April 19, 2018
Ramzy Baroud
Media Cover-up: Shielding Israel is a Matter of Policy
Vijay Prashad
Undermining Brazilian Democracy: the Curious Saga of Lula
Steve Fraser
Class Dismissed: Class Conflict in Red State America
John W. Whitehead
Crimes of a Monster: Your Tax Dollars at Work
Kenn Orphan
Whistling Past the Graveyard
Karl Grossman TJ Coles
Opening Pandora’s Box: Karl Grossman on Trump and the Weaponization of Space
Colin Todhunter
Behind Theresa May’s ‘Humanitarian Hysterics’: The Ideology of Empire and Conquest
Jesse Jackson
Syrian Strikes is One More step Toward a Lawless Presidency
Michael Welton
Confronting Militarism is Early Twentieth Century Canada: the Woman’s International League for Peace and Freedom
Alycee Lane
On David S. Buckel and Setting Ourselves on Fire
Jennifer Matsui
Our Overlords Reveal Their Top ‘To Do’s: Are YOU Next On Their Kill List?
George Ochenski
Jive Talkin’: On the Campaign Trail With Montana Republicans
Kary Love
Is It Time for A Nice, “Little” Nuclear War?
April 18, 2018
Alan Nasser
Could Student Loans Lead to Debt Prison? The Handwriting on the Wall
Susan Roberts
Uses for the Poor
Alvaro Huerta
I Am Not Your “Wetback”
Jonah Raskin
Napa County, California: the Clash of Oligarchy & Democracy
Robert Hunziker
America’s Dystopian Future
Geoffrey McDonald
“America First!” as Economic War
Jonathan Cook
Robert Fisk’s Douma Report Rips Away Excuses for Air Strike on Syria
Jeff Berg
WW III This Ain’t
Binoy Kampmark
Macron’s Syria Game
Linn Washington Jr.
Philadelphia’s Top Cop Defends Indefensible Prejudice in Starbucks Arrest Incident
Katie Fite
Chaos in Urban Canyons – Air Force Efforts to Carve a Civilian Population War Game Range across Southern Idaho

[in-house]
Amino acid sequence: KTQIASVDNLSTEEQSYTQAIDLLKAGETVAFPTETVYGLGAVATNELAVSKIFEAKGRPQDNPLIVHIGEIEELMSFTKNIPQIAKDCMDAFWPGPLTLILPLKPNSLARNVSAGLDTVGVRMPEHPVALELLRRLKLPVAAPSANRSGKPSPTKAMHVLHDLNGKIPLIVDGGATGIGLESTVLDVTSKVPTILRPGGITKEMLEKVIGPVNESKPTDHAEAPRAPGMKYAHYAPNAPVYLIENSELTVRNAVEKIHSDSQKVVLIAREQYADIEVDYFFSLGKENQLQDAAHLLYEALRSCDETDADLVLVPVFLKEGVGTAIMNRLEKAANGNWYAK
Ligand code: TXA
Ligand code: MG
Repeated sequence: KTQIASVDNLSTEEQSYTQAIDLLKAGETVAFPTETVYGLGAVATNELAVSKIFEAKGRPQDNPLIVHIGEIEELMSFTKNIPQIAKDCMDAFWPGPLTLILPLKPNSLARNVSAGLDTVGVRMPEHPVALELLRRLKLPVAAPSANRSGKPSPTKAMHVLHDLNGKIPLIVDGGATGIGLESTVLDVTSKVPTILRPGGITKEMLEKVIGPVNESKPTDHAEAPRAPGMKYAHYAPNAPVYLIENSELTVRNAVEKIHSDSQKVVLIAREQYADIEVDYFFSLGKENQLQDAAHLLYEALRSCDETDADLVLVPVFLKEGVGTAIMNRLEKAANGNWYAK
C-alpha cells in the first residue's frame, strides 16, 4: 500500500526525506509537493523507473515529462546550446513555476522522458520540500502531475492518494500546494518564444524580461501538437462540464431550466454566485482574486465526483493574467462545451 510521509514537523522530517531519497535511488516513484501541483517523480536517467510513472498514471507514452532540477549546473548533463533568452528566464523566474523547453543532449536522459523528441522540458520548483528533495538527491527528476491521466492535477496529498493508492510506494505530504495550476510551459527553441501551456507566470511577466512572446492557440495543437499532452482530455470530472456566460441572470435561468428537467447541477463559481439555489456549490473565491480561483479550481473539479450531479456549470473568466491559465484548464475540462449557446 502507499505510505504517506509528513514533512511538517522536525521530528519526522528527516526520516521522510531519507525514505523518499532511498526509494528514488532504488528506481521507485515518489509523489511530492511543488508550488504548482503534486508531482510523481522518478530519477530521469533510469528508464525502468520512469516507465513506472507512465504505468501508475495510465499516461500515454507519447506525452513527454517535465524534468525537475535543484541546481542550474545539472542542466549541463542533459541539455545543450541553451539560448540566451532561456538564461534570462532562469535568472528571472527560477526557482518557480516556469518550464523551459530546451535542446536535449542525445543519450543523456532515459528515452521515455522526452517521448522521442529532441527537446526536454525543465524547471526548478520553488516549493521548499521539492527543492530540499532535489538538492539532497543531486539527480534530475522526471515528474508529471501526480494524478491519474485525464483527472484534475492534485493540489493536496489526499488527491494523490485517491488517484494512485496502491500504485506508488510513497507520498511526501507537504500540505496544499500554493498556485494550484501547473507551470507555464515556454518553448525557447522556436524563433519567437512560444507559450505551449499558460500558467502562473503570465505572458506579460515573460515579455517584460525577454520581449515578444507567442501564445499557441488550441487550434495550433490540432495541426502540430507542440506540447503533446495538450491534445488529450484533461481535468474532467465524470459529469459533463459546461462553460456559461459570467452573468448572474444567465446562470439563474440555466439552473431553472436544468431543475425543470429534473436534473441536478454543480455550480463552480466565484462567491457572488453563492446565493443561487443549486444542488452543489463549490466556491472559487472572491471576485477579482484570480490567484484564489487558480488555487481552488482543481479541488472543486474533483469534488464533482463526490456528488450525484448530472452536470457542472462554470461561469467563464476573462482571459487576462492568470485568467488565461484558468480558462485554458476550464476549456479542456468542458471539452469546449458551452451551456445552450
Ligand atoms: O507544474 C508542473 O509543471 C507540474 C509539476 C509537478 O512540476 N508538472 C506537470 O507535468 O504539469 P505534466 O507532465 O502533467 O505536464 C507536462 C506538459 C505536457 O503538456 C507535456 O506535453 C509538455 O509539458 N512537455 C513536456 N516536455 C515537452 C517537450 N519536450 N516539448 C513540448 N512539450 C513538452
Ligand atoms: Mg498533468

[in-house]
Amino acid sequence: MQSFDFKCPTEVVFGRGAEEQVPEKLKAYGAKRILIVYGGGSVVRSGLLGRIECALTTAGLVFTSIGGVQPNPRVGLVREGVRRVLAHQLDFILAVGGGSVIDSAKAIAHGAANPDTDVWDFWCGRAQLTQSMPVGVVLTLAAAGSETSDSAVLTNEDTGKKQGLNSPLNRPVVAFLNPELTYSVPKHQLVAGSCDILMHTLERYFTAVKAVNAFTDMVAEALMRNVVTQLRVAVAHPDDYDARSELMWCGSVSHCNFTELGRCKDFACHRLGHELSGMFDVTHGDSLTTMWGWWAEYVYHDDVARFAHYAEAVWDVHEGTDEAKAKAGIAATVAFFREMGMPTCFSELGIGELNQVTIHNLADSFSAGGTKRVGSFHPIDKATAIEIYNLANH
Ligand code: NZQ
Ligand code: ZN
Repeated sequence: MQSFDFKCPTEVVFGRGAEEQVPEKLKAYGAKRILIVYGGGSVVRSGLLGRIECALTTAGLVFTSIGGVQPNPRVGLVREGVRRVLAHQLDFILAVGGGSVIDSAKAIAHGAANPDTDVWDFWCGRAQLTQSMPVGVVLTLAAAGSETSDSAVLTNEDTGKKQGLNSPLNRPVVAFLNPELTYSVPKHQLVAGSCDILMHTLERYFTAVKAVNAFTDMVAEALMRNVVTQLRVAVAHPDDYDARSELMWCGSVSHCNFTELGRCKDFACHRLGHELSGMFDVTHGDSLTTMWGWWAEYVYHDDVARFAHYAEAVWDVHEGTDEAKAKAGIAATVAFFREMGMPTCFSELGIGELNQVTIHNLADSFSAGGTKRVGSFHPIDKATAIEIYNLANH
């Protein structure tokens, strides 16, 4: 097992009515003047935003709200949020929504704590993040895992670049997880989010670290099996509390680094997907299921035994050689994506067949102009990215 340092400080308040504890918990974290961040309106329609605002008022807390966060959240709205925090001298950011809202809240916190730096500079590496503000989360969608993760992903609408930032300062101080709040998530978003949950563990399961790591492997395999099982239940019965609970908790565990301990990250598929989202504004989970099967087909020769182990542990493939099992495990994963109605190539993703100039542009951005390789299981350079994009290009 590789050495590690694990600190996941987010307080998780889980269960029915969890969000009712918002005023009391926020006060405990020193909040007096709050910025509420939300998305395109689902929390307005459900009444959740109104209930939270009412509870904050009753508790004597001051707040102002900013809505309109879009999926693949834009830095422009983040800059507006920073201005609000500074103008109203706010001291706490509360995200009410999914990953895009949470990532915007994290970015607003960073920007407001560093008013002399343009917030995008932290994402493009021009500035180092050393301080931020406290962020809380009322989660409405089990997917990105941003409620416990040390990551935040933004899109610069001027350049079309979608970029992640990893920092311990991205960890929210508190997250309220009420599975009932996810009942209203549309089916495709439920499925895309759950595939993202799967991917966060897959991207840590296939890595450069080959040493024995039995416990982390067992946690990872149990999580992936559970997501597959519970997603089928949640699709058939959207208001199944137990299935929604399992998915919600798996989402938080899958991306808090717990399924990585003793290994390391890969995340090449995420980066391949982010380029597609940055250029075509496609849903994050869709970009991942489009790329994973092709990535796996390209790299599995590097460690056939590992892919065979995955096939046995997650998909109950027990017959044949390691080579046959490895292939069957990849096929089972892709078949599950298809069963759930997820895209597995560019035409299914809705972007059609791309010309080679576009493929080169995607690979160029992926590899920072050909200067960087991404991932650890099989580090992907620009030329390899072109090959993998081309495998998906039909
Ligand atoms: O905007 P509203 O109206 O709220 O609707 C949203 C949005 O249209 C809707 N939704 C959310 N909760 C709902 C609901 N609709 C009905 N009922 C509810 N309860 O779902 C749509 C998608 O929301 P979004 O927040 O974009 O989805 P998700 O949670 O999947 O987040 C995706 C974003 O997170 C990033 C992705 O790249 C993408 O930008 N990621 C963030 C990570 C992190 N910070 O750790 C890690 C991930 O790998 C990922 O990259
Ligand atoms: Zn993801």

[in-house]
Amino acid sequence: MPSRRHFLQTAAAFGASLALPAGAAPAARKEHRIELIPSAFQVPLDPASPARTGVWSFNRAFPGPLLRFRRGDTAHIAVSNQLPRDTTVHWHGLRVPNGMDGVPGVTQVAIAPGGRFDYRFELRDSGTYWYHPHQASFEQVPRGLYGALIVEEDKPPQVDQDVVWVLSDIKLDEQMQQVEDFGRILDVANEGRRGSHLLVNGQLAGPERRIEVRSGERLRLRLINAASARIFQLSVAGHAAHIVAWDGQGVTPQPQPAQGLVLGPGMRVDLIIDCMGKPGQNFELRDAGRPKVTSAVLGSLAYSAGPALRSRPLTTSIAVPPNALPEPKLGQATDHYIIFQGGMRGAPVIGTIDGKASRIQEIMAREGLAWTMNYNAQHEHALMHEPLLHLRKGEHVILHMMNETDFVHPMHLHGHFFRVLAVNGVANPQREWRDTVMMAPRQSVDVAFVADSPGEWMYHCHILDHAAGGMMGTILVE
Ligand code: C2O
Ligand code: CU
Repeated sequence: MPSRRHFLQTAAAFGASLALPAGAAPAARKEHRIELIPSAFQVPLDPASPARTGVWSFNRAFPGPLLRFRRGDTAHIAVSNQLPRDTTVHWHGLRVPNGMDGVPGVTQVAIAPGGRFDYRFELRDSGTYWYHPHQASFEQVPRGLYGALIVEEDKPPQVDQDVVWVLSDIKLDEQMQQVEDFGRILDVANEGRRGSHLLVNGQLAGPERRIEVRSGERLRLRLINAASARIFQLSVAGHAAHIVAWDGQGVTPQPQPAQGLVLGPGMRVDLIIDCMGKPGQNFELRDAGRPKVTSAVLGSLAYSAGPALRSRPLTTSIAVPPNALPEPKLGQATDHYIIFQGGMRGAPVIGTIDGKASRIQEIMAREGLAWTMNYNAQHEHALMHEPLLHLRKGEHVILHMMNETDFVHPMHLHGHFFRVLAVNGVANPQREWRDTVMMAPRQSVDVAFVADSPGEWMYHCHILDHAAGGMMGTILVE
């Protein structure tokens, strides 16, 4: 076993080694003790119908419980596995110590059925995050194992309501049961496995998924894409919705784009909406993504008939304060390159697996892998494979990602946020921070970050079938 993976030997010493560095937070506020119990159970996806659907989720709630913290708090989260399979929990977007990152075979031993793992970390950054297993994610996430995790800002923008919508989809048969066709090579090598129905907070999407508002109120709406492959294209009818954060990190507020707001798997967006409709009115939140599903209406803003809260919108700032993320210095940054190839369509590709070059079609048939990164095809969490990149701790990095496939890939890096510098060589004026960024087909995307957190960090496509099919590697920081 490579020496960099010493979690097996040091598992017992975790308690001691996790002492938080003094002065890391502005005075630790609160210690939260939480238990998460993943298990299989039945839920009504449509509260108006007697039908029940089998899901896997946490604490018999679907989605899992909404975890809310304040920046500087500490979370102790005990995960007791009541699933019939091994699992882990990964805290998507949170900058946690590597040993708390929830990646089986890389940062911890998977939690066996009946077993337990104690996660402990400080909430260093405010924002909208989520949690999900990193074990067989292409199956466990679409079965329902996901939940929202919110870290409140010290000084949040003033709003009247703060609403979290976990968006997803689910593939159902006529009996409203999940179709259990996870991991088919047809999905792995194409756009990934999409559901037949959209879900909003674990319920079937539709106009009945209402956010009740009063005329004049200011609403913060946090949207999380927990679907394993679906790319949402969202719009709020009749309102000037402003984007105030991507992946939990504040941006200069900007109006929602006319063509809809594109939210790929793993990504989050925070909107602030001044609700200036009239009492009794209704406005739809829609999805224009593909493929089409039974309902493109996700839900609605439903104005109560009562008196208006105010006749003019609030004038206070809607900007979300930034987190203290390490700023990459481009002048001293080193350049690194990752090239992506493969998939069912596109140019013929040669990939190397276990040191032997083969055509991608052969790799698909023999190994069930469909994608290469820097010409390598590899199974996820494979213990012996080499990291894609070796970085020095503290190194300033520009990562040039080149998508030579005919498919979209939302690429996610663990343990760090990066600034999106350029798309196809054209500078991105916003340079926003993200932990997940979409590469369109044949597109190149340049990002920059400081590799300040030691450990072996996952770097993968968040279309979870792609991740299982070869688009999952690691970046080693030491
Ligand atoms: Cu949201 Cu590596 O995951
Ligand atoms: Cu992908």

Robby Sherwin
Facebook: This Is Where I Leave You
April 17, 2018
Paul Street
Eight Takeaways on Boss Tweet’s Latest Syrian Missile Spasm
Robert Fisk
The Search for the Truth in Douma
Eric Mann
The Historic 1968 Struggle Against Columbia University
Roy Eidelson
The 1%’s Mind Games: Psychology Gone Bad
John Steppling
The Sleep of Civilization
Patrick Cockburn
Syria Bombing Reveals Weakness of Theresa May
Dave Lindorff
No Indication in the US That the Country is at War Again
W. T. Whitney
Colombia and Cuba:  a Tale of Two Countries
Dean Baker
Why Isn’t the Median Wage for Black Workers Rising?
Linn Washington Jr.
Philadelphia’s Top Cop Defends Indefensible Prejudice in Starbucks Arrest Incident
C. L. Cook
Man in the Glass
Kary Love
“The Mob Boss Orders a Hit and a Pardon”
Lawrence Wittner
Which Nations Are the Happiest―and Why
Dr. Hakim
Where on Earth is the Just Economy that Works for All, Including Afghan Children?
April 16, 2018
Dave Lindorff
President Trump’s War Crime is Worse than the One He Accuses Assad of
Ron Jacobs
War is Just F**kin’ Wrong
John Laforge
Nuclear Keeps on Polluting, Long After Shutdown
Norman Solomon
Missile Attack on Syria Is a Salute to “Russiagate” Enthusiasts, Whether They Like It or Not
Uri Avnery
Eyeless in Gaza   
Barbara Nimri Aziz
Iraq Then, Syria Now
FacebookTwitterGoogle+RedditEmail